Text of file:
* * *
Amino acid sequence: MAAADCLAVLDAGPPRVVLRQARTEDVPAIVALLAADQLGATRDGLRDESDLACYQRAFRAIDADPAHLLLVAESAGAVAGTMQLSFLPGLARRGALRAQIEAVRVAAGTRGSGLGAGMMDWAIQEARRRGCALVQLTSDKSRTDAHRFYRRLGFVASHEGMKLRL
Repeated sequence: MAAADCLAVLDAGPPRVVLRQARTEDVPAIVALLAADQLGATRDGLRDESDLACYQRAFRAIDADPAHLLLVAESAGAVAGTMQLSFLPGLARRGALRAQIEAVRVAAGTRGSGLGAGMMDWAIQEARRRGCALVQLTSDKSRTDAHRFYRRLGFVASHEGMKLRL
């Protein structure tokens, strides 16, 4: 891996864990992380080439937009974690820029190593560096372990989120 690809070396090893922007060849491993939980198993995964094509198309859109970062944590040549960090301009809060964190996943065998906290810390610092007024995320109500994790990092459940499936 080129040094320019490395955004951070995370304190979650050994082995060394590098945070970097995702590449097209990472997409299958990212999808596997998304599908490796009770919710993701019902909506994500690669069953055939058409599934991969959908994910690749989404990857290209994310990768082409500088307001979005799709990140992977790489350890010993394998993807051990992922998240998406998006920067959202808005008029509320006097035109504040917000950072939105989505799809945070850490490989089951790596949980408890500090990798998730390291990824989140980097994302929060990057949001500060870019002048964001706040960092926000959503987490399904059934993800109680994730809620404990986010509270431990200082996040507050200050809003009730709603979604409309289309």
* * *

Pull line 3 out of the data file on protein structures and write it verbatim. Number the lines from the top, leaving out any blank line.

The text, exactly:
């Protein structure tokens, strides 16, 4: 891996864990992380080439937009974690820029190593560096372990989120 690809070396090893922007060849491993939980198993995964094509198309859109970062944590040549960090301009809060964190996943065998906290810390610092007024995320109500994790990092459940499936 080129040094320019490395955004951070995370304190979650050994082995060394590098945070970097995702590449097209990472997409299958990212999808596997998304599908490796009770919710993701019902909506994500690669069953055939058409599934991969959908994910690749989404990857290209994310990768082409500088307001979005799709990140992977790489350890010993394998993807051990992922998240998406998006920067959202808005008029509320006097035109504040917000950072939105989505799809945070850490490989089951790596949980408890500090990798998730390291990824989140980097994302929060990057949001500060870019002048964001706040960092926000959503987490399904059934993800109680994730809620404990986010509270431990200082996040507050200050809003009730709603979604409309289309």